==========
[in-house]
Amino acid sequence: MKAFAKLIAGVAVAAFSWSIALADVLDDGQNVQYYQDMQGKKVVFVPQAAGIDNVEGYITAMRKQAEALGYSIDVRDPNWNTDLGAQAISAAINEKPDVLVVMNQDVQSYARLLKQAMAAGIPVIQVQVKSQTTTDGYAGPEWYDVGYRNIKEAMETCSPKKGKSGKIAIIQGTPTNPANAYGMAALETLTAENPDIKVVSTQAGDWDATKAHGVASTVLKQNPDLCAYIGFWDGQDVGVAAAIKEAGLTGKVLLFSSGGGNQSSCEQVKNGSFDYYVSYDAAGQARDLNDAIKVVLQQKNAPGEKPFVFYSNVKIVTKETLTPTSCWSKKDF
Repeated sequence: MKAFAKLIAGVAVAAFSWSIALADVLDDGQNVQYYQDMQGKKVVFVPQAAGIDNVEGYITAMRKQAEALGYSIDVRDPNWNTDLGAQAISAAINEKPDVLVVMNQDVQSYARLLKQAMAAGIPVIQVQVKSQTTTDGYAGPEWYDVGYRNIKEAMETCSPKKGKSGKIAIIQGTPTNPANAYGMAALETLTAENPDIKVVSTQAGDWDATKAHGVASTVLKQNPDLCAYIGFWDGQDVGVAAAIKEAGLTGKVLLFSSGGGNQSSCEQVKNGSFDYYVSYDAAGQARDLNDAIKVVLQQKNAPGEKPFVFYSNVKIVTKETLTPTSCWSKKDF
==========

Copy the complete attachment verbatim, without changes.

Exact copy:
[in-house]
Amino acid sequence: MKAFAKLIAGVAVAAFSWSIALADVLDDGQNVQYYQDMQGKKVVFVPQAAGIDNVEGYITAMRKQAEALGYSIDVRDPNWNTDLGAQAISAAINEKPDVLVVMNQDVQSYARLLKQAMAAGIPVIQVQVKSQTTTDGYAGPEWYDVGYRNIKEAMETCSPKKGKSGKIAIIQGTPTNPANAYGMAALETLTAENPDIKVVSTQAGDWDATKAHGVASTVLKQNPDLCAYIGFWDGQDVGVAAAIKEAGLTGKVLLFSSGGGNQSSCEQVKNGSFDYYVSYDAAGQARDLNDAIKVVLQQKNAPGEKPFVFYSNVKIVTKETLTPTSCWSKKDF
Repeated sequence: MKAFAKLIAGVAVAAFSWSIALADVLDDGQNVQYYQDMQGKKVVFVPQAAGIDNVEGYITAMRKQAEALGYSIDVRDPNWNTDLGAQAISAAINEKPDVLVVMNQDVQSYARLLKQAMAAGIPVIQVQVKSQTTTDGYAGPEWYDVGYRNIKEAMETCSPKKGKSGKIAIIQGTPTNPANAYGMAALETLTAENPDIKVVSTQAGDWDATKAHGVASTVLKQNPDLCAYIGFWDGQDVGVAAAIKEAGLTGKVLLFSSGGGNQSSCEQVKNGSFDYYVSYDAAGQARDLNDAIKVVLQQKNAPGEKPFVFYSNVKIVTKETLTPTSCWSKKDF